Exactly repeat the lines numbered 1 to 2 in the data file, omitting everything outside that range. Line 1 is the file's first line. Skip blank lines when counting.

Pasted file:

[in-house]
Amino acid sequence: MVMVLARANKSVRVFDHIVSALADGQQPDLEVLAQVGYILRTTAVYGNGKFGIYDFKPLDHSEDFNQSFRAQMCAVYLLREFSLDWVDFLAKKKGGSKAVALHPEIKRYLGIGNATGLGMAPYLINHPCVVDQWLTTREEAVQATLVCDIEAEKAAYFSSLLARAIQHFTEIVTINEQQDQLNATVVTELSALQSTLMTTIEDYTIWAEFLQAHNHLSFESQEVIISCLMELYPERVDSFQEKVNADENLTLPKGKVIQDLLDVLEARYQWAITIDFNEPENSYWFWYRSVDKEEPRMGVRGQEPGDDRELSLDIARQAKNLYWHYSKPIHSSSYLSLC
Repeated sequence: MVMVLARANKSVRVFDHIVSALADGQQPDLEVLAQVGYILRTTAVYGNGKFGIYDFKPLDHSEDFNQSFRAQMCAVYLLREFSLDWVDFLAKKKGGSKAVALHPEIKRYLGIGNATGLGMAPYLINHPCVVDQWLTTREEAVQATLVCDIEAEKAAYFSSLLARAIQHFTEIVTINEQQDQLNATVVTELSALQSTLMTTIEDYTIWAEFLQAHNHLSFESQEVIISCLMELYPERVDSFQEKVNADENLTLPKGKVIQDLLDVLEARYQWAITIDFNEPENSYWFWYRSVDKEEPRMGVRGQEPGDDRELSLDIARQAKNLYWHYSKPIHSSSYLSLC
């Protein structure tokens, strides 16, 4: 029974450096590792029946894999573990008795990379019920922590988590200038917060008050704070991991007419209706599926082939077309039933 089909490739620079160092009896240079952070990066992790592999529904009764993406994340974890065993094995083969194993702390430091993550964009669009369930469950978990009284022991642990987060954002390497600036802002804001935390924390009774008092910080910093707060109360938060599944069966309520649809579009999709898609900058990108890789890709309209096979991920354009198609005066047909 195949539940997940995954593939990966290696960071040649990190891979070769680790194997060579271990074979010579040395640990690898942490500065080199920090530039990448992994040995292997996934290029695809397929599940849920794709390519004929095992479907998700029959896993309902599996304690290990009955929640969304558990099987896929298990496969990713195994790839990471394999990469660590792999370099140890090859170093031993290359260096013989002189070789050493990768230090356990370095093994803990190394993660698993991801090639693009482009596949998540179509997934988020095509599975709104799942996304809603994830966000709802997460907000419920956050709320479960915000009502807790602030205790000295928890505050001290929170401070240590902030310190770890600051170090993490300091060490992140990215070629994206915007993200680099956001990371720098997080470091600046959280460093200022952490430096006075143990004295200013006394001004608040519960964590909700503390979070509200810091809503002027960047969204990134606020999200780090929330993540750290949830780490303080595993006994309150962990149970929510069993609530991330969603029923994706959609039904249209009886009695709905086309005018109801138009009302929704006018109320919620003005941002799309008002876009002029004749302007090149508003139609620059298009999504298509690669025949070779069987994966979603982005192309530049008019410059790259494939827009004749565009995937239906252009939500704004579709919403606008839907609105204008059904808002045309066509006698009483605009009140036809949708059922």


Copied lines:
[in-house]
Amino acid sequence: MVMVLARANKSVRVFDHIVSALADGQQPDLEVLAQVGYILRTTAVYGNGKFGIYDFKPLDHSEDFNQSFRAQMCAVYLLREFSLDWVDFLAKKKGGSKAVALHPEIKRYLGIGNATGLGMAPYLINHPCVVDQWLTTREEAVQATLVCDIEAEKAAYFSSLLARAIQHFTEIVTINEQQDQLNATVVTELSALQSTLMTTIEDYTIWAEFLQAHNHLSFESQEVIISCLMELYPERVDSFQEKVNADENLTLPKGKVIQDLLDVLEARYQWAITIDFNEPENSYWFWYRSVDKEEPRMGVRGQEPGDDRELSLDIARQAKNLYWHYSKPIHSSSYLSLC